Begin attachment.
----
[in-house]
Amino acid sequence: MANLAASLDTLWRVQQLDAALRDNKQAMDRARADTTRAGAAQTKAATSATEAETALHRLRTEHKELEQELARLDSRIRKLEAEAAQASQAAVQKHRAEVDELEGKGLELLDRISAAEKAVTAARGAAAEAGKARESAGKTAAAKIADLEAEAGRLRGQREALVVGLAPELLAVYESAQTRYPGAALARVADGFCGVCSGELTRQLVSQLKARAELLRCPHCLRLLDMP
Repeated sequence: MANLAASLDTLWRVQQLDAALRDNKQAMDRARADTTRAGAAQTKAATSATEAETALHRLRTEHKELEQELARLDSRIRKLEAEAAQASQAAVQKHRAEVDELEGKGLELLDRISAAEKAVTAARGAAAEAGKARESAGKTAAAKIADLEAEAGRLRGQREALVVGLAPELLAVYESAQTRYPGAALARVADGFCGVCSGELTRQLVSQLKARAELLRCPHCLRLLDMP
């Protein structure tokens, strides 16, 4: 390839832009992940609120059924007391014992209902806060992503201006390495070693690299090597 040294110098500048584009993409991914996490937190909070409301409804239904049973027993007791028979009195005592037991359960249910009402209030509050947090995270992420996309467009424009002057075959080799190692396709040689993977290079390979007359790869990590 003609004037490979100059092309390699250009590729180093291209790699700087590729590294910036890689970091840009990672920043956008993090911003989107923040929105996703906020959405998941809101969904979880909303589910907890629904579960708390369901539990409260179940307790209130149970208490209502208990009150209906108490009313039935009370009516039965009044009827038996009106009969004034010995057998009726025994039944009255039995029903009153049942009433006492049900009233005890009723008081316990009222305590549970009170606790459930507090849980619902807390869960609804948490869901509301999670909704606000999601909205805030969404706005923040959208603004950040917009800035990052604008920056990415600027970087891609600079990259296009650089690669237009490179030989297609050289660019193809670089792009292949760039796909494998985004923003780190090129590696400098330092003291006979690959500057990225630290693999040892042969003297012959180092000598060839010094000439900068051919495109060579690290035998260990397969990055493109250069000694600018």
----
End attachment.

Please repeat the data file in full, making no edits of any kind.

[in-house]
Amino acid sequence: MANLAASLDTLWRVQQLDAALRDNKQAMDRARADTTRAGAAQTKAATSATEAETALHRLRTEHKELEQELARLDSRIRKLEAEAAQASQAAVQKHRAEVDELEGKGLELLDRISAAEKAVTAARGAAAEAGKARESAGKTAAAKIADLEAEAGRLRGQREALVVGLAPELLAVYESAQTRYPGAALARVADGFCGVCSGELTRQLVSQLKARAELLRCPHCLRLLDMP
Repeated sequence: MANLAASLDTLWRVQQLDAALRDNKQAMDRARADTTRAGAAQTKAATSATEAETALHRLRTEHKELEQELARLDSRIRKLEAEAAQASQAAVQKHRAEVDELEGKGLELLDRISAAEKAVTAARGAAAEAGKARESAGKTAAAKIADLEAEAGRLRGQREALVVGLAPELLAVYESAQTRYPGAALARVADGFCGVCSGELTRQLVSQLKARAELLRCPHCLRLLDMP
């Protein structure tokens, strides 16, 4: 390839832009992940609120059924007391014992209902806060992503201006390495070693690299090597 040294110098500048584009993409991914996490937190909070409301409804239904049973027993007791028979009195005592037991359960249910009402209030509050947090995270992420996309467009424009002057075959080799190692396709040689993977290079390979007359790869990590 003609004037490979100059092309390699250009590729180093291209790699700087590729590294910036890689970091840009990672920043956008993090911003989107923040929105996703906020959405998941809101969904979880909303589910907890629904579960708390369901539990409260179940307790209130149970208490209502208990009150209906108490009313039935009370009516039965009044009827038996009106009969004034010995057998009726025994039944009255039995029903009153049942009433006492049900009233005890009723008081316990009222305590549970009170606790459930507090849980619902807390869960609804948490869901509301999670909704606000999601909205805030969404706005923040959208603004950040917009800035990052604008920056990415600027970087891609600079990259296009650089690669237009490179030989297609050289660019193809670089792009292949760039796909494998985004923003780190090129590696400098330092003291006979690959500057990225630290693999040892042969003297012959180092000598060839010094000439900068051919495109060579690290035998260990397969990055493109250069000694600018």